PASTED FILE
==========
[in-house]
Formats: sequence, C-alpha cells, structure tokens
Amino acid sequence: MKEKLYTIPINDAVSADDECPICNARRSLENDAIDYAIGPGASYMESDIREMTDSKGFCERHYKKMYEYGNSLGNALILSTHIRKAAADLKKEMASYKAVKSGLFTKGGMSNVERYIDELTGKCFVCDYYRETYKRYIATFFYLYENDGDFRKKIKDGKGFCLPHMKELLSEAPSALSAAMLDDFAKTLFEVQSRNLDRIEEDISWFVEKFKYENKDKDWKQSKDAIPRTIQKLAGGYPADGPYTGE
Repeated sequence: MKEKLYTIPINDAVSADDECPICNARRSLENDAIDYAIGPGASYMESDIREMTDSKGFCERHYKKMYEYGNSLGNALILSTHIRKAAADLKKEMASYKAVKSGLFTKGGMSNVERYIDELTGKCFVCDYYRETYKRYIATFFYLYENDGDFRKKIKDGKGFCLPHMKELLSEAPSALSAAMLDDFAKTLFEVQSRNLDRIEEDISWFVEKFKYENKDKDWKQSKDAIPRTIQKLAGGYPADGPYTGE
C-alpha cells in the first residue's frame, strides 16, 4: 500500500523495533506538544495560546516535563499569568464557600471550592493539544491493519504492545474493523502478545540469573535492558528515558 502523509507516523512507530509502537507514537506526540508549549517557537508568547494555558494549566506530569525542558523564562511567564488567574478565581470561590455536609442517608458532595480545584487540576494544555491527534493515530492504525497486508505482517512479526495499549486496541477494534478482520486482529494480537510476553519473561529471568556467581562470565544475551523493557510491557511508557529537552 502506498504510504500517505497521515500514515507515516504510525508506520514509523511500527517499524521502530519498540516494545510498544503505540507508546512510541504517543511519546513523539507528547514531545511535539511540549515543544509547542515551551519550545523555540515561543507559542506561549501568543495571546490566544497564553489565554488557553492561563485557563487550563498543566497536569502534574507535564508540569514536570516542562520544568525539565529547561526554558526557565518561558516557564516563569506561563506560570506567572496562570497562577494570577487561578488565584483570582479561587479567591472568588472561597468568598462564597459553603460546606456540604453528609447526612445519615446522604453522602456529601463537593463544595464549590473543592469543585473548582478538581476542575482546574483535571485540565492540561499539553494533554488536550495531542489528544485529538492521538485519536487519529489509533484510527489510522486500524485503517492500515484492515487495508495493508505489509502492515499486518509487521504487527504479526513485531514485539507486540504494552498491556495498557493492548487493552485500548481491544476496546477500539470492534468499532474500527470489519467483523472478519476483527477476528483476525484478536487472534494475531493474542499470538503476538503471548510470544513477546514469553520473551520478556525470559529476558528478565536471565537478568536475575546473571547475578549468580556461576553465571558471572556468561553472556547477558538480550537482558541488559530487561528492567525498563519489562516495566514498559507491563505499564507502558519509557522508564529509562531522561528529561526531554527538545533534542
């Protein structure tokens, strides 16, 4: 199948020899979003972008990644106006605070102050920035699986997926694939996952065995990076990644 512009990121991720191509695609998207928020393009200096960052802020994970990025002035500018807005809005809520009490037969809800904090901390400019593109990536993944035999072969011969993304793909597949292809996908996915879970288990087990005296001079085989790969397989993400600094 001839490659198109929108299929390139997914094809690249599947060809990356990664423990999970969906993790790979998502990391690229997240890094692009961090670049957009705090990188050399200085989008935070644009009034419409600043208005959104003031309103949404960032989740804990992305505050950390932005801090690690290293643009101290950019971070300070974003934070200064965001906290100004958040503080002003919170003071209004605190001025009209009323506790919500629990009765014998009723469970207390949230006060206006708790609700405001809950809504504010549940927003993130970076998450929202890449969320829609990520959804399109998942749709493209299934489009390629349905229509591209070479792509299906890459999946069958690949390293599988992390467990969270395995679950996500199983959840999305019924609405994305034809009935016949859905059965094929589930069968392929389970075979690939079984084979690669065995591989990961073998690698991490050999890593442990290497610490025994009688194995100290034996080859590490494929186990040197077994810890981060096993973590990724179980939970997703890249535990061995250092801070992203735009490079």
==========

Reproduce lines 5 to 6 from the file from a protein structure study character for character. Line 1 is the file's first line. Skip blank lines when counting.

C-alpha cells in the first residue's frame, strides 16, 4: 500500500523495533506538544495560546516535563499569568464557600471550592493539544491493519504492545474493523502478545540469573535492558528515558 502523509507516523512507530509502537507514537506526540508549549517557537508568547494555558494549566506530569525542558523564562511567564488567574478565581470561590455536609442517608458532595480545584487540576494544555491527534493515530492504525497486508505482517512479526495499549486496541477494534478482520486482529494480537510476553519473561529471568556467581562470565544475551523493557510491557511508557529537552 502506498504510504500517505497521515500514515507515516504510525508506520514509523511500527517499524521502530519498540516494545510498544503505540507508546512510541504517543511519546513523539507528547514531545511535539511540549515543544509547542515551551519550545523555540515561543507559542506561549501568543495571546490566544497564553489565554488557553492561563485557563487550563498543566497536569502534574507535564508540569514536570516542562520544568525539565529547561526554558526557565518561558516557564516563569506561563506560570506567572496562570497562577494570577487561578488565584483570582479561587479567591472568588472561597468568598462564597459553603460546606456540604453528609447526612445519615446522604453522602456529601463537593463544595464549590473543592469543585473548582478538581476542575482546574483535571485540565492540561499539553494533554488536550495531542489528544485529538492521538485519536487519529489509533484510527489510522486500524485503517492500515484492515487495508495493508505489509502492515499486518509487521504487527504479526513485531514485539507486540504494552498491556495498557493492548487493552485500548481491544476496546477500539470492534468499532474500527470489519467483523472478519476483527477476528483476525484478536487472534494475531493474542499470538503476538503471548510470544513477546514469553520473551520478556525470559529476558528478565536471565537478568536475575546473571547475578549468580556461576553465571558471572556468561553472556547477558538480550537482558541488559530487561528492567525498563519489562516495566514498559507491563505499564507502558519509557522508564529509562531522561528529561526531554527538545533534542
């Protein structure tokens, strides 16, 4: 199948020899979003972008990644106006605070102050920035699986997926694939996952065995990076990644 512009990121991720191509695609998207928020393009200096960052802020994970990025002035500018807005809005809520009490037969809800904090901390400019593109990536993944035999072969011969993304793909597949292809996908996915879970288990087990005296001079085989790969397989993400600094 001839490659198109929108299929390139997914094809690249599947060809990356990664423990999970969906993790790979998502990391690229997240890094692009961090670049957009705090990188050399200085989008935070644009009034419409600043208005959104003031309103949404960032989740804990992305505050950390932005801090690690290293643009101290950019971070300070974003934070200064965001906290100004958040503080002003919170003071209004605190001025009209009323506790919500629990009765014998009723469970207390949230006060206006708790609700405001809950809504504010549940927003993130970076998450929202890449969320829609990520959804399109998942749709493209299934489009390629349905229509591209070479792509299906890459999946069958690949390293599988992390467990969270395995679950996500199983959840999305019924609405994305034809009935016949859905059965094929589930069968392929389970075979690939079984084979690669065995591989990961073998690698991490050999890593442990290497610490025994009688194995100290034996080859590490494929186990040197077994810890981060096993973590990724179980939970997703890249535990061995250092801070992203735009490079």